The struggle against fascism

Notes on the workshop about the struggle against fascism, within the With Catalonia international meeting

Saturday 16 December 2017, 5pm

This session has two parts. The first part deals with:

The current rise of fascism, racism and islamophobia

Kadijatu Dem (activist against islamophobia) explains that islamophobia is a very widespread racism, and the favourite weapon of current far-right movements.

Eva Pous (Absolució Encausades 12 Octubre – Alerta Solidària) explains the case of people who have been put under trial for hate crimes because of an alleged fight against fascists. She underlines the growing tendency to use the concept of “Hate crimes” to repress protests by social movements instead of what was supposed to be its objective: to protect oppressed groups against crimes based on discrimination.

Mireia Suero (anti-fascist activist) speaks about the present growth of fascism, taking advantage of the climate of repression promoted by the State against independentist movements. She also expresses the need for a unitary response. She stresses the importance of everyone being able to differentiate between pro-Spanish feelings and fascism. Pro-independence people must understand that not all pro-Spanish people are fascists, that fascism is a specific problem. People who are not pro-independence must still combat fascism.

Carme Salvador and Guillem Agulló the mother and father of Guillem Agulló, murdered by fascists in April 1993, speak about their son’s case and the current problem of the impunity of fascism in the Valencian country (País Valencià).

In the subsequent debate, the main subject is the relationship between fascism and capitalism. Some of the interventions more or less equate fascism to capitalism, which means that anti-fascist struggle is necessarily anti-capitalist struggle. Also, if we have in fact always lived under fascism-capitalism, we cannot say that fascism is now growing.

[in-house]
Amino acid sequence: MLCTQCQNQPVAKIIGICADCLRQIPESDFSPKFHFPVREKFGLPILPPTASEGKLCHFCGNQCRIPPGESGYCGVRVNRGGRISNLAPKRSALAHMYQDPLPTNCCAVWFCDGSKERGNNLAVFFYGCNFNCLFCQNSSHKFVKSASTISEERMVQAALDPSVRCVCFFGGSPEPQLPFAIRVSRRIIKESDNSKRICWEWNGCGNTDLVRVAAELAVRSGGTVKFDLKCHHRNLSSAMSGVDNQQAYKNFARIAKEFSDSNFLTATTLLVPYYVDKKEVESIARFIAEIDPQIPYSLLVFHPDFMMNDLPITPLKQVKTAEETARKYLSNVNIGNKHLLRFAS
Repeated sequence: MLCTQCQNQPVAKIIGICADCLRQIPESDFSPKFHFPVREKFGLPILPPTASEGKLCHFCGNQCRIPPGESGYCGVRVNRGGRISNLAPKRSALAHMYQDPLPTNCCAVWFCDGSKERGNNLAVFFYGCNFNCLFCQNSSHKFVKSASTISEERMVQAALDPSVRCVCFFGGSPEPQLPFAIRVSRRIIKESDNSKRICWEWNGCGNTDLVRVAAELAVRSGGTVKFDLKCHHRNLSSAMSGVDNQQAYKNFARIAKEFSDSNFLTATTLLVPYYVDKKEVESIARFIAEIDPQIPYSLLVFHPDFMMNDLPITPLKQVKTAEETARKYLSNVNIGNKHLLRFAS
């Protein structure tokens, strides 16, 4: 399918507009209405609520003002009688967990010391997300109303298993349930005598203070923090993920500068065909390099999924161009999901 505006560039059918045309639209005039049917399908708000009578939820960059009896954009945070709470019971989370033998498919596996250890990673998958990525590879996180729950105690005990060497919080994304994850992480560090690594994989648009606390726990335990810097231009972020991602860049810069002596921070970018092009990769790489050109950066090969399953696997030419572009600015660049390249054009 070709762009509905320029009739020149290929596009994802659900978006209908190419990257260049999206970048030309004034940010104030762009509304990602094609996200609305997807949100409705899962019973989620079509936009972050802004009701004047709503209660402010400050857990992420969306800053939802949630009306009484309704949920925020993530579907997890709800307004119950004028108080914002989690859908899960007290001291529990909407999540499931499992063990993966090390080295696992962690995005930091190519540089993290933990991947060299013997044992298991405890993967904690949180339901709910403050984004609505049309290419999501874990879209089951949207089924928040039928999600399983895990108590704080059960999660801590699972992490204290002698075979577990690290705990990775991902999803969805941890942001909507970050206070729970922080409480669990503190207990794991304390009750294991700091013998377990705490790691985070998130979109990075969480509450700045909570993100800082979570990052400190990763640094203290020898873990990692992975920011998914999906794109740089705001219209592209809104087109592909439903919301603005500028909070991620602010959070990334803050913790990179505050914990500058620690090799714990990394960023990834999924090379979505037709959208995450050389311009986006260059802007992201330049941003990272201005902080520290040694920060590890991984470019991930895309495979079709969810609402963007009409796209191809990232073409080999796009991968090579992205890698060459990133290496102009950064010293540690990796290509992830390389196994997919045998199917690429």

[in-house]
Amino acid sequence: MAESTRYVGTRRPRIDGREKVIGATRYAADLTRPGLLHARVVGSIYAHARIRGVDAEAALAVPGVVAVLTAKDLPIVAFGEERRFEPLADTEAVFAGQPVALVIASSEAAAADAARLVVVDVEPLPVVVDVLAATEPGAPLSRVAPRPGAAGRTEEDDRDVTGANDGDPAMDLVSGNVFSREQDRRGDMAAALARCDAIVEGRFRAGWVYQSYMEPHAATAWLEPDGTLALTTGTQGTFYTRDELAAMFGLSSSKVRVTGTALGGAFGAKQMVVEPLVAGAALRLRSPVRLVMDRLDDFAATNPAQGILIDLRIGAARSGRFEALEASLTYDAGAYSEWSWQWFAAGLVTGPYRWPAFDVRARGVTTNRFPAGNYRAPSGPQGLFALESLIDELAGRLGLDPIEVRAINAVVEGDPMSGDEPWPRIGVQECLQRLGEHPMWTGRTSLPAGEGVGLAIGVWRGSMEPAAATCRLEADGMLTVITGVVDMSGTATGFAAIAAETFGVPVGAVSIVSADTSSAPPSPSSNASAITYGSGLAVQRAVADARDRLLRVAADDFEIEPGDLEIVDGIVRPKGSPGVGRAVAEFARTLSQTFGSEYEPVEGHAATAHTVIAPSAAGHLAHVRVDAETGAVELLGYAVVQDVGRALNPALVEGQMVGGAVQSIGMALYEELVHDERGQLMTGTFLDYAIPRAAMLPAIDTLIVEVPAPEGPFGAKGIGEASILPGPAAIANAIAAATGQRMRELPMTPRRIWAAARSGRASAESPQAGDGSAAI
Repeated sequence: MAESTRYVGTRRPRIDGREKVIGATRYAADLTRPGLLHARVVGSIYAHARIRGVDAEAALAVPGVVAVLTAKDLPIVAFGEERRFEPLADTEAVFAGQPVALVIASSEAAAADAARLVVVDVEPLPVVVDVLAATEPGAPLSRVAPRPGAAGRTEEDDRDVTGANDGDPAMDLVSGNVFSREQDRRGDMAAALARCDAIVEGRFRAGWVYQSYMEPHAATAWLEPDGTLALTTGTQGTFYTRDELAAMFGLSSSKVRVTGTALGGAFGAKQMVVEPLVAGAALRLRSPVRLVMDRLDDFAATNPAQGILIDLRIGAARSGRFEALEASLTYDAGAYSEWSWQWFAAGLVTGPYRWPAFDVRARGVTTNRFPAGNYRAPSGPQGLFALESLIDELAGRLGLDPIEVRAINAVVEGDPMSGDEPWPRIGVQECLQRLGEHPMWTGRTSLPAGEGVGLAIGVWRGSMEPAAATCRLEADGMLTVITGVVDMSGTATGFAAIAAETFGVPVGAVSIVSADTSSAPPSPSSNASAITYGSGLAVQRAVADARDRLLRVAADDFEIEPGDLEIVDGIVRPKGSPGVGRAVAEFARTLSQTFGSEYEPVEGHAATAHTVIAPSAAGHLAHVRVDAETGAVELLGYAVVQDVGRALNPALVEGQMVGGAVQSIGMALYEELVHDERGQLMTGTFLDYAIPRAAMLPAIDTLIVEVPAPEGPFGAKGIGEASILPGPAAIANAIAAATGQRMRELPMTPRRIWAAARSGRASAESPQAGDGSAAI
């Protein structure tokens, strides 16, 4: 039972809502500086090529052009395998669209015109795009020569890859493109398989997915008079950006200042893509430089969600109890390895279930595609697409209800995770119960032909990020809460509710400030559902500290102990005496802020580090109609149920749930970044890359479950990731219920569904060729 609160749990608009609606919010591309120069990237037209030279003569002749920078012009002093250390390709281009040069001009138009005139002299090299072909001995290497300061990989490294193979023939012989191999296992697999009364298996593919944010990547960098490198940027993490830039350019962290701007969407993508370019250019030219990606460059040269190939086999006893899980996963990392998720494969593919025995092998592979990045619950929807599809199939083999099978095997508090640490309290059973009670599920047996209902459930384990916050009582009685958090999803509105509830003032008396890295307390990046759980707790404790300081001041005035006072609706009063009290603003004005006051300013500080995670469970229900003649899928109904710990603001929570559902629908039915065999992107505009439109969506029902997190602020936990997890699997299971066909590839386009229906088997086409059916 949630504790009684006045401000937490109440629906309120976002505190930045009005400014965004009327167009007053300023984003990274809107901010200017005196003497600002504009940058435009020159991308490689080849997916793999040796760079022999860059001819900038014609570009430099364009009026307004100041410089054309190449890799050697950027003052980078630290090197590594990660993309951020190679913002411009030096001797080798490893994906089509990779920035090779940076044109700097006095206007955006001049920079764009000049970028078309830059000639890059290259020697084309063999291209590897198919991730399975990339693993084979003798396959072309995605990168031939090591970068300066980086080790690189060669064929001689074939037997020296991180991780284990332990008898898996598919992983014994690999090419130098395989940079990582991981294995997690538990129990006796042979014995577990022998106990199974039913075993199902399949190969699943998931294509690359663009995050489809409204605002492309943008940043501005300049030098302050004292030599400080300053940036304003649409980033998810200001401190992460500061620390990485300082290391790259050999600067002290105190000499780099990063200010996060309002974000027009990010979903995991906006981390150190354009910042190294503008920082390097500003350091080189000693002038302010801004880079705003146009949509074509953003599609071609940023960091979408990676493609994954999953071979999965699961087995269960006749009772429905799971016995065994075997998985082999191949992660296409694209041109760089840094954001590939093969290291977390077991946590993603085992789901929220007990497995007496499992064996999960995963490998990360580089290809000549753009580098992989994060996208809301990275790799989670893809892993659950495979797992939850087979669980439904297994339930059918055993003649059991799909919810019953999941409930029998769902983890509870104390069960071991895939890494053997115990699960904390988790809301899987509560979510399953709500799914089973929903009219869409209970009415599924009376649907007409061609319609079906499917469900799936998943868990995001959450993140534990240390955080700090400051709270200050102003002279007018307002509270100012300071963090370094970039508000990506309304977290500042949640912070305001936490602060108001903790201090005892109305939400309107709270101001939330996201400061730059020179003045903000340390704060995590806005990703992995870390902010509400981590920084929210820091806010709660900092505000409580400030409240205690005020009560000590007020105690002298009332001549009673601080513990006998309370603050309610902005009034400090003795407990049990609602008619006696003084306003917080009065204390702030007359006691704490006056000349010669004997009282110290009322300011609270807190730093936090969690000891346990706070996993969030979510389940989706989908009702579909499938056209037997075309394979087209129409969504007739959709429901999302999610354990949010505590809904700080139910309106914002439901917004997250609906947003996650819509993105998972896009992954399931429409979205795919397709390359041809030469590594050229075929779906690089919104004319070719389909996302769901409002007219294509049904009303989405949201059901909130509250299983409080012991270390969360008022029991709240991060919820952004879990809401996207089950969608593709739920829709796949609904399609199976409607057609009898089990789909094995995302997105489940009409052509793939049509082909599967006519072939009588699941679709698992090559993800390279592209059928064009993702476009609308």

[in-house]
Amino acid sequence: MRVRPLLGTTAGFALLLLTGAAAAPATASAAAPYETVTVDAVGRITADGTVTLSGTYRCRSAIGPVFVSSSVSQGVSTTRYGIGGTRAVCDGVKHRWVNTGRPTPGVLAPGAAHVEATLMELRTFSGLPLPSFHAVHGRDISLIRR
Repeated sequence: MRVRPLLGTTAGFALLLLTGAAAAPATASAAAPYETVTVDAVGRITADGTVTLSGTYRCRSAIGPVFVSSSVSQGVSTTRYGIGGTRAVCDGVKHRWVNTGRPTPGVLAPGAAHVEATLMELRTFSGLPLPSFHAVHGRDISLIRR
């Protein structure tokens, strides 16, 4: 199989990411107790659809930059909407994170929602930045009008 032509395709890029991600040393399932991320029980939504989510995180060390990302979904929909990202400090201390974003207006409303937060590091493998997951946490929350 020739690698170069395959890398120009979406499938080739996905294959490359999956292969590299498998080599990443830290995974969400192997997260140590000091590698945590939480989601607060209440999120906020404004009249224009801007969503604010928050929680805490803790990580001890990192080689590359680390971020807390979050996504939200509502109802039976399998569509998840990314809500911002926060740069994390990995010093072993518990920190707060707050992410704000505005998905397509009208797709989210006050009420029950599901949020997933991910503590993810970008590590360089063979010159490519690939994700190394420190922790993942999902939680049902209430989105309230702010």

Others recognise the relationship between fascism and capitalism, but they insist that they are not identical, not all capitalism is fascism and therefore a specific fight is needed against fascism, not limited to anti-capitalists. This brings us to the second part.

The united struggle against fascism and racism

Núria Bosch (UCFR activist), Jorge Mancebo Navalón (Crida contra el Feixisme, País Valencià) and Héctor Puente Sierra (Stand up to Racism, England) explain the united struggle against racism in their respective territories. Broadly speaking, that not limiting the fight to the anti-capitalist sectors allows for wider and more representative mobilisations, which makes it more difficult to marginalise or criminalise them.

In the same line of thought, a Greek activist explains how KEERFA, the unitary movement against fascism in Greece, was able to mobilise hundreds of thousands of people in protests against the murder of Pavlos Fyssas in 2013. If they had limited themselves to the anticapitalist left, the protests would have been far smaller and would not have obtained the results that they have now got: that Golden Dawn is in court under accusations of being a criminal gang.

A companion from Galicia explains how they responded to a proposal made by fascists from the Neonazi centre, Hogar Social Madrid, to pay a “charitable” visit to a Galician village affected by forest fires. Some people wanted to form a squad to stop them physically, but others chose to talk to the people in the village; they were able to get the whole of the village to reject the fascists’ “help”.

It was emphasised that promoting a united struggle against fascism, without laying down other preconditions, does not mean that anti-capitalists have to cease to be that, only that in this struggle it is necessary to work with many more people… and thus also get to know more people.

Proposals:

  1. The broad struggle against fascism, racism and islamophobia must be spread to more territories.
  2. Coordination between territories must improve.

 

 

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